Waffle House shooting suspect not fit to stand trial, ordered to mental facility

Image: Travis Reinking, Jon Wing
Travis Reinking, right, is quieted by attorney Jon Wing, left, and a courtroom official after Reinking tried to speak during a hearing on Aug. 22, 2018, in Nashville, Tenn. Reinking is charged with killing four people during a shooting at a Waffle House restaurant in Nashville in April.Mark Humphrey / AP

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By Associated Press

NASHVILLE, Tenn. — The suspect in a deadly Waffle House shooting was ordered Wednesday to receive treatment in a mental facility for schizophrenia in hopes that he becomes fit to stand trial.

Travis Reinking, 29, learned his fate in court just feet away from the man who authorities say wrestled an assault-style rifle away during the April shooting in Nashville that killed four people. It was the first time James Shaw Jr. saw Reinking since the act of heroism that has since landed him budding celebrity status.

Dozens of those close to the victims also were on hand, many wearing matching memorial shirts for their fallen family members and friends.

Davidson County Criminal Court Judge Mark Fishburn said Reinking poses a substantial threat of harm to the public, if not himself.

James Shaw Jr., second from left, leaves the courtroom after a hearing for Travis Reinking Won Aug. 22, 2018, in Nashville, Tenn. Shaw wrestled the gun away from Reinking, who is charged with killing four people during a shooting at a Waffle House restaurant in Nashville in April.Mark Humphrey / AP

Wearing a yellow jail jumpsuit, Reinking remained quiet until the end of the hearing, when he seemed to begin saying something about his "religion" before a court officer and his public defender stopped him from speaking.

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Shaw, who has been hailed as the hero who disarmed the gunman during the April 22 shooting, wore a T-shirt and shorts as he watched the proceedings from the audience. He gave a few hugs on his way out and did not speak to reporters.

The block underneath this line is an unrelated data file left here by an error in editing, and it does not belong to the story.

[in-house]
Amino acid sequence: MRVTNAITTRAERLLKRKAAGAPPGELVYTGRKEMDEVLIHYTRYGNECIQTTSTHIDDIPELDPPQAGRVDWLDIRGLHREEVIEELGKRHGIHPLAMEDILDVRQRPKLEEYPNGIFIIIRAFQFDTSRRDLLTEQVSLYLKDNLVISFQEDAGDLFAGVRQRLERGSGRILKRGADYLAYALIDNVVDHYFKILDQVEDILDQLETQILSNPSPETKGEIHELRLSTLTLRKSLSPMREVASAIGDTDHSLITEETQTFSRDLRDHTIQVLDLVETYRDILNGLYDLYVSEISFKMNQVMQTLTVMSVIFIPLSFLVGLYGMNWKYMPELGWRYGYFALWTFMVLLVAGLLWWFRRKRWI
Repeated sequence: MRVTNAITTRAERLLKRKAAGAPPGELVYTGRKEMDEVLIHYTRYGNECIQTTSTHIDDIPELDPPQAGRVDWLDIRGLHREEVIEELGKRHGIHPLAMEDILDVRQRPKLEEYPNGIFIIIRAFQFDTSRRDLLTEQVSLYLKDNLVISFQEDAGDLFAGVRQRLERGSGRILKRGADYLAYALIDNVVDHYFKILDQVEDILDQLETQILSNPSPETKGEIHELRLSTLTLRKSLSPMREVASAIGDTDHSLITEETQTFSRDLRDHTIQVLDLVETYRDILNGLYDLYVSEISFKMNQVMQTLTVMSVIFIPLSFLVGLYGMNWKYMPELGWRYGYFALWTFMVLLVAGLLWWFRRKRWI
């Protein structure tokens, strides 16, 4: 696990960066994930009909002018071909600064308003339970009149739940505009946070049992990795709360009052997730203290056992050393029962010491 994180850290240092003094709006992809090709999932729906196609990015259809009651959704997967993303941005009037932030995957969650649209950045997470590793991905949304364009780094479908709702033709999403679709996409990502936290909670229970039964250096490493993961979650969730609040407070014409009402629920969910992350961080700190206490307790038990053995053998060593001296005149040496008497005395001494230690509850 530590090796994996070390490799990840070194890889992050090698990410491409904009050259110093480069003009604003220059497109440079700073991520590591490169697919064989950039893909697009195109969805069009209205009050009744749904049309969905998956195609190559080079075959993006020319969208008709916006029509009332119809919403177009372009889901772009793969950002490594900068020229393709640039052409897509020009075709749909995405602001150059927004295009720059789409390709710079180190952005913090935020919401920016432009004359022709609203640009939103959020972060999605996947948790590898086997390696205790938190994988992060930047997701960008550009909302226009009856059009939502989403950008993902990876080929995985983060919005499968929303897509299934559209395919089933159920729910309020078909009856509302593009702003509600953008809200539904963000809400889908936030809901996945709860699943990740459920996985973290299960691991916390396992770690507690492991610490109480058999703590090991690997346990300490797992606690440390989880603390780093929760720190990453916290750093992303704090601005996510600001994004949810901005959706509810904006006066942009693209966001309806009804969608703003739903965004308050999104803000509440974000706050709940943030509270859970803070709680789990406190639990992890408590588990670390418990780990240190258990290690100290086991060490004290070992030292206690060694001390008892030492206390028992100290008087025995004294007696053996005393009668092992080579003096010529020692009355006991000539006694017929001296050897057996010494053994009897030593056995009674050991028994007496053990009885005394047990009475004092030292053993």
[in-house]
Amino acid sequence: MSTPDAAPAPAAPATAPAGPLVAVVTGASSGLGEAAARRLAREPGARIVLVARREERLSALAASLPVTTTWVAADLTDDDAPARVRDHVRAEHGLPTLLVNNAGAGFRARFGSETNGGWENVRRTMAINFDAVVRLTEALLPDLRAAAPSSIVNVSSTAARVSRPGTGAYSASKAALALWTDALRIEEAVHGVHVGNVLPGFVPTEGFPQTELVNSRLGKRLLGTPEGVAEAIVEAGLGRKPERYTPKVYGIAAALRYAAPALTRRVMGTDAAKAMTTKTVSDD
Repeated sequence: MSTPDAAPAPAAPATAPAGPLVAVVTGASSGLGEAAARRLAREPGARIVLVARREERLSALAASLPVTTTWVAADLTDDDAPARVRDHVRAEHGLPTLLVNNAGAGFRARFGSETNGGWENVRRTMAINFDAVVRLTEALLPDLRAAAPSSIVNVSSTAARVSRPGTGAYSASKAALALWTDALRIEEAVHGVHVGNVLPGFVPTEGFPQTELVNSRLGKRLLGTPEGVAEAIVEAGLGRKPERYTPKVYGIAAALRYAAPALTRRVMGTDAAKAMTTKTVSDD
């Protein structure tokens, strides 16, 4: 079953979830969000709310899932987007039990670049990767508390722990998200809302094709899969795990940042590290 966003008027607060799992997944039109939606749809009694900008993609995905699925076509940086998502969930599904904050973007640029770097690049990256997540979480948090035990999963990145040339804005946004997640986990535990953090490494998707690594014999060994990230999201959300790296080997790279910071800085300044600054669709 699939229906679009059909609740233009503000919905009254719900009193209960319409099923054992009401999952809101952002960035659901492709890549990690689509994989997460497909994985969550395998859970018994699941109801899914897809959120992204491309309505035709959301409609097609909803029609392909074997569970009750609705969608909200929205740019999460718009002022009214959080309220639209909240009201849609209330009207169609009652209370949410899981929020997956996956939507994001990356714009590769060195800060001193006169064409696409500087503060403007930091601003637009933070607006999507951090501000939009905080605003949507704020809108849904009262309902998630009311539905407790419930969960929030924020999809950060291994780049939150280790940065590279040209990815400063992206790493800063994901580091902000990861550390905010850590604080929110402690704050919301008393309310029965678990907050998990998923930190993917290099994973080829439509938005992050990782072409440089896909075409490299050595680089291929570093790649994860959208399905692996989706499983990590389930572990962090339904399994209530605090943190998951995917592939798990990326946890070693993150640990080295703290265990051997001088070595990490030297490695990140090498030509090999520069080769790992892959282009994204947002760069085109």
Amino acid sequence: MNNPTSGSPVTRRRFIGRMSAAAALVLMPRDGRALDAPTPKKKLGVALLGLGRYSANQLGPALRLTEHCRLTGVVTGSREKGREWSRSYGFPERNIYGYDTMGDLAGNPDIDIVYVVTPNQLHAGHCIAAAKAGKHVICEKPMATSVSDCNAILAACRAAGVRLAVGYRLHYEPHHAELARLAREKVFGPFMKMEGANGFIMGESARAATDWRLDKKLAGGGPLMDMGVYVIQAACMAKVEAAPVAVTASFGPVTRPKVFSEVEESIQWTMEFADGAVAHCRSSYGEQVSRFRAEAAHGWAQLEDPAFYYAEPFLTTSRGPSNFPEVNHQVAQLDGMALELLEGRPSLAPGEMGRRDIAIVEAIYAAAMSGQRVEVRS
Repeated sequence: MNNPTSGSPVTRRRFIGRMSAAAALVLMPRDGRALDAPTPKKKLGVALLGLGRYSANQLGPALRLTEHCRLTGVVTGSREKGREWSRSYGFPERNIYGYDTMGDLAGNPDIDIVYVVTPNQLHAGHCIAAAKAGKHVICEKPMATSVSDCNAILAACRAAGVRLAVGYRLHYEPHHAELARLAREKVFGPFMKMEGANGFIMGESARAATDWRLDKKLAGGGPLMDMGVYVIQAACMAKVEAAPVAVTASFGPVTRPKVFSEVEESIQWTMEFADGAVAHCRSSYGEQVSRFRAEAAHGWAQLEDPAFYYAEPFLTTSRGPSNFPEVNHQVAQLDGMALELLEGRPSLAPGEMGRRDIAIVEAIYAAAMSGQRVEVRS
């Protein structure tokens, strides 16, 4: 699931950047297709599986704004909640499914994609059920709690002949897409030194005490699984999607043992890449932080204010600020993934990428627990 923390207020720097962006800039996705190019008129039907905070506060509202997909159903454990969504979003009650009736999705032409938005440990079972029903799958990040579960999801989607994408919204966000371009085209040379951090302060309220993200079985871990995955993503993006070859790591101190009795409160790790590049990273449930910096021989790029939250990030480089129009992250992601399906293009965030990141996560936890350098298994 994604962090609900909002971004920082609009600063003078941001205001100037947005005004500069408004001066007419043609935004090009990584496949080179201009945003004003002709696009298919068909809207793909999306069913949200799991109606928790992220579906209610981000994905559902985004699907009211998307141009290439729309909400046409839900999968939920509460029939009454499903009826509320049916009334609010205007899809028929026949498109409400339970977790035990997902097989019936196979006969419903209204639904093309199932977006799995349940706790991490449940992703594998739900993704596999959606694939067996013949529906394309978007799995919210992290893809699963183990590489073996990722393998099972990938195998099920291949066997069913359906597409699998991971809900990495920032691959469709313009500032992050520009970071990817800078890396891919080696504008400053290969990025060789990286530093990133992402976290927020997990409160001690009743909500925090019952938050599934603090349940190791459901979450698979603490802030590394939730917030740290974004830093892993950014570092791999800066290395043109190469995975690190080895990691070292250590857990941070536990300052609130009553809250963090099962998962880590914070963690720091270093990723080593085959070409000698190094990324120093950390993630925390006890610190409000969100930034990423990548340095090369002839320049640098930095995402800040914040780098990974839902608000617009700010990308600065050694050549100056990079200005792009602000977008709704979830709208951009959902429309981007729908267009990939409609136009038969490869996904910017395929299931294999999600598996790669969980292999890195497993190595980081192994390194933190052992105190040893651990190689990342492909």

Reinking was nearly naked and wearing only a green jacket when he opened fire outside the restaurant with an assault-style rifle and then stormed the Waffle House, police have said.

Forensic psychologist Rena Isen testified Wednesday that Reinking is currently unfit for trial, saying Reinking isn't complying with his medication, which could potentially treat his illness.

Victims' relatives and friends groaned and mumbled at the testimony, and some were on the verge of tears.

Updates on Reinking's condition are due every six months, though if he becomes fit to stand trial, Fishburn said to notify him immediately.

The judge instructed the mental facility to "take whatever measures are reasonably necessary to see that he becomes and retains competency so that the trial in the case can proceed."

Di'Angelo Groves, whose sister DeEbony Groves died in the shooting, told reporters that he was "totally at peace" because seeing Reinking was a part of his grieving process. Groves said he thought Reinking looked ill.

"I'm not angry. I'm not upset at all," Groves said, adding that Reinking "needs help."

Reinking had a record of odd behavior.

Reinking was detained by the Secret Service in July 2017 after he ventured unarmed into a forbidden area on the White House grounds and demanded to meet with President Donald Trump.

The one-time crane operator bounced between states and suffered from delusions, sometimes talking about plans to marry singer Taylor Swift, friends and relatives have told authorities.